We describe the mixed-species colony of Humboldt (Spheniscus humboldti) and Magellanic (S. magellanicus) penguins at Metalqui Island in Chiloe, southern Chile. The colony was visited on 8 December 2008 and nests (mostly dirt burrows) were individually checked for contents. Our survey included nearly 24% of the island’s suitable nesting habitat for penguins and indicated a breeding population of 28 and 203 Humboldt and Magellanic Penguins pairs, respectively. Nests contained either adults alone or adults attending chicks (no nests with eggs were observed) suggesting that breeding season was advanced at that time. This represents a species ratio of 1:7, similar to what has been reported for the mixed colony at Puñihuil Islands, 35 km to the north of Metalqui. The present data extends the breeding range of the Humboldt penguin to the south and adds a third mixed-species colony of both penguin species along its overlapping range.

Primer registro de garza chiflón (Syrigma sibilatrix) en Chile
Fernando Díaz & Fabrice Schmitt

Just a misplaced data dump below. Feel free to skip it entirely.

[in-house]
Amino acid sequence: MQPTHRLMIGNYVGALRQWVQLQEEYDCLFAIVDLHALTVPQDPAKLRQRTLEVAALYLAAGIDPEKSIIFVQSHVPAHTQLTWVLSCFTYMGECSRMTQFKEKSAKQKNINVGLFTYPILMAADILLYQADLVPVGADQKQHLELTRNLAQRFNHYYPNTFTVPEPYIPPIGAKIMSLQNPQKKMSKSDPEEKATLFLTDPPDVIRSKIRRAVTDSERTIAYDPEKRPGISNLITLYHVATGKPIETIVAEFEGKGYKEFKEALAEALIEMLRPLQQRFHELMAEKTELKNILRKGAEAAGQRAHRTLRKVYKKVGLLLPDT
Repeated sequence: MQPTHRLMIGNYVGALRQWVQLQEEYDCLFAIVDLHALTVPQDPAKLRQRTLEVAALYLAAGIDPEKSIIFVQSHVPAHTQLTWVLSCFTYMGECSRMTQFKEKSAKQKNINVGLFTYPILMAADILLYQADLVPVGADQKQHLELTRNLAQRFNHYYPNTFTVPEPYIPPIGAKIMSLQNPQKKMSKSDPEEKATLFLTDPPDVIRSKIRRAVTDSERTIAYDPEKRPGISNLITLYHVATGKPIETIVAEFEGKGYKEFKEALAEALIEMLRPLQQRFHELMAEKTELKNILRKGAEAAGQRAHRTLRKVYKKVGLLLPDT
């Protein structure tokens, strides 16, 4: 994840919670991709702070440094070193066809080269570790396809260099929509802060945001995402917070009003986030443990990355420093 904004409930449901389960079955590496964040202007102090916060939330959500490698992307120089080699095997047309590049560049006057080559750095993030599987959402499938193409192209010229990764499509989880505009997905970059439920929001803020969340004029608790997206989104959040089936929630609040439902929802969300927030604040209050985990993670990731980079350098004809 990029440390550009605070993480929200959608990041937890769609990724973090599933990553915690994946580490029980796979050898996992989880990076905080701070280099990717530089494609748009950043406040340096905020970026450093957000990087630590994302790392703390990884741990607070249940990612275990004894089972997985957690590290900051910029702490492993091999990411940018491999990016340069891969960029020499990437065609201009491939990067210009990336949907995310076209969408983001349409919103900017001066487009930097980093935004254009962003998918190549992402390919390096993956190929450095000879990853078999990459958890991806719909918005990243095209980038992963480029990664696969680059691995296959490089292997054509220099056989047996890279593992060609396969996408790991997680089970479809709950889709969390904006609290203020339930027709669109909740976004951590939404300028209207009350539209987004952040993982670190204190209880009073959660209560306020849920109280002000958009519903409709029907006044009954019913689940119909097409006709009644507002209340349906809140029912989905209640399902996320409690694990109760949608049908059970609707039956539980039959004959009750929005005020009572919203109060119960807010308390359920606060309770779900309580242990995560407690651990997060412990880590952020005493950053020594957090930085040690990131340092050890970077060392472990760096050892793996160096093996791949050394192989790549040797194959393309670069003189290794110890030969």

pp. 48-50 | PDF (53,1K)

Resumen

First report of Whistling Heron (Syrigma sibilatrix) in Chile
Fernando Díaz & Fabrice Schmitt

fdiazsegovia@gmail.com

We present the first record of the Whistling Heron (Syrigma sibilatrix) in Chile. A single individual was observed from December 22nd of 2009, to January 9th of 2010 at Lake Batuco (33°12’30′’S; 70°49’38′’O, 486 m.s.n.m.), Metropolitan Region, Chile. The bird was identified on the basis of the following field characters: a) similar body size to that of a Snowy Egret, b) uniform gray back, and gray wings with creamy coverts, c) neck, breast and belly uniformly yellowish, d) head with dark gray crown, contrasting with orange cheeks, e) pink bill with black tip, f) blue loral and facial skin, and g) black feet. A photograph of the individual is presented.

La presencia de Pseudocolopteryx citreola en el este de argentina y comparación de su voz con la de otros doraditos
Bernabé López-Lanús, Darío E. Unterkofler, Ulises Ornstein, Roberto Güller, Reginaldo Lejarraga, Cristóbal Doiny Cabre, Rosemary L. Scoffield & Cecilia Kopuchian